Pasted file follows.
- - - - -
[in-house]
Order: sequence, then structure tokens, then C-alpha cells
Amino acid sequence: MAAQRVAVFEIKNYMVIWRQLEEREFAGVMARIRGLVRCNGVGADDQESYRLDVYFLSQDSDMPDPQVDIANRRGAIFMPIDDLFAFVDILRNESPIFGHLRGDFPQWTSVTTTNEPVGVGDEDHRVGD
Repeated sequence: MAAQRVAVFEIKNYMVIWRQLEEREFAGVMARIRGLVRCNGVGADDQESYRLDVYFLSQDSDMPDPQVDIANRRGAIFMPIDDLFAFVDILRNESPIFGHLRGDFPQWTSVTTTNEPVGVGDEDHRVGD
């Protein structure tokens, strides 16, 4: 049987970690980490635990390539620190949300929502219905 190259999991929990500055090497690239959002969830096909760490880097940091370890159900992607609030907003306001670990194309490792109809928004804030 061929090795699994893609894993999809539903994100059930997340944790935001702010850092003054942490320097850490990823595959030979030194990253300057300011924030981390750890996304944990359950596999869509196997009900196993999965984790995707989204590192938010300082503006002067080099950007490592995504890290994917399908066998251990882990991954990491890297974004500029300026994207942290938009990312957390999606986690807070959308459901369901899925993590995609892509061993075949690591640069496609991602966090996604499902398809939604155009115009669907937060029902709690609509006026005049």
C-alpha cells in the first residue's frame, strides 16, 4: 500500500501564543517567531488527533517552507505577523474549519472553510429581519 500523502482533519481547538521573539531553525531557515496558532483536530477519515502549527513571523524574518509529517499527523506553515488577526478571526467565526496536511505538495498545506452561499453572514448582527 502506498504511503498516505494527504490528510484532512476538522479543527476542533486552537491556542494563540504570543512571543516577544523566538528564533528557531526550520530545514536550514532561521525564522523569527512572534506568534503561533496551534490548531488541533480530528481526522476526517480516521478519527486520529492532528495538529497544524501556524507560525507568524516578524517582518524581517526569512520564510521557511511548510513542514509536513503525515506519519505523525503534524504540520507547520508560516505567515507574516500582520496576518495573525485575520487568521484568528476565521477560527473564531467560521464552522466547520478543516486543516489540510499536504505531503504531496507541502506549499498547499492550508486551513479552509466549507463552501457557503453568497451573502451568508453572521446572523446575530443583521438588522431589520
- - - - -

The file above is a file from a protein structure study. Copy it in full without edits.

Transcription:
[in-house]
Order: sequence, then structure tokens, then C-alpha cells
Amino acid sequence: MAAQRVAVFEIKNYMVIWRQLEEREFAGVMARIRGLVRCNGVGADDQESYRLDVYFLSQDSDMPDPQVDIANRRGAIFMPIDDLFAFVDILRNESPIFGHLRGDFPQWTSVTTTNEPVGVGDEDHRVGD
Repeated sequence: MAAQRVAVFEIKNYMVIWRQLEEREFAGVMARIRGLVRCNGVGADDQESYRLDVYFLSQDSDMPDPQVDIANRRGAIFMPIDDLFAFVDILRNESPIFGHLRGDFPQWTSVTTTNEPVGVGDEDHRVGD
């Protein structure tokens, strides 16, 4: 049987970690980490635990390539620190949300929502219905 190259999991929990500055090497690239959002969830096909760490880097940091370890159900992607609030907003306001670990194309490792109809928004804030 061929090795699994893609894993999809539903994100059930997340944790935001702010850092003054942490320097850490990823595959030979030194990253300057300011924030981390750890996304944990359950596999869509196997009900196993999965984790995707989204590192938010300082503006002067080099950007490592995504890290994917399908066998251990882990991954990491890297974004500029300026994207942290938009990312957390999606986690807070959308459901369901899925993590995609892509061993075949690591640069496609991602966090996604499902398809939604155009115009669907937060029902709690609509006026005049």
C-alpha cells in the first residue's frame, strides 16, 4: 500500500501564543517567531488527533517552507505577523474549519472553510429581519 500523502482533519481547538521573539531553525531557515496558532483536530477519515502549527513571523524574518509529517499527523506553515488577526478571526467565526496536511505538495498545506452561499453572514448582527 502506498504511503498516505494527504490528510484532512476538522479543527476542533486552537491556542494563540504570543512571543516577544523566538528564533528557531526550520530545514536550514532561521525564522523569527512572534506568534503561533496551534490548531488541533480530528481526522476526517480516521478519527486520529492532528495538529497544524501556524507560525507568524516578524517582518524581517526569512520564510521557511511548510513542514509536513503525515506519519505523525503534524504540520507547520508560516505567515507574516500582520496576518495573525485575520487568521484568528476565521477560527473564531467560521464552522466547520478543516486543516489540510499536504505531503504531496507541502506549499498547499492550508486551513479552509466549507463552501457557503453568497451573502451568508453572521446572523446575530443583521438588522431589520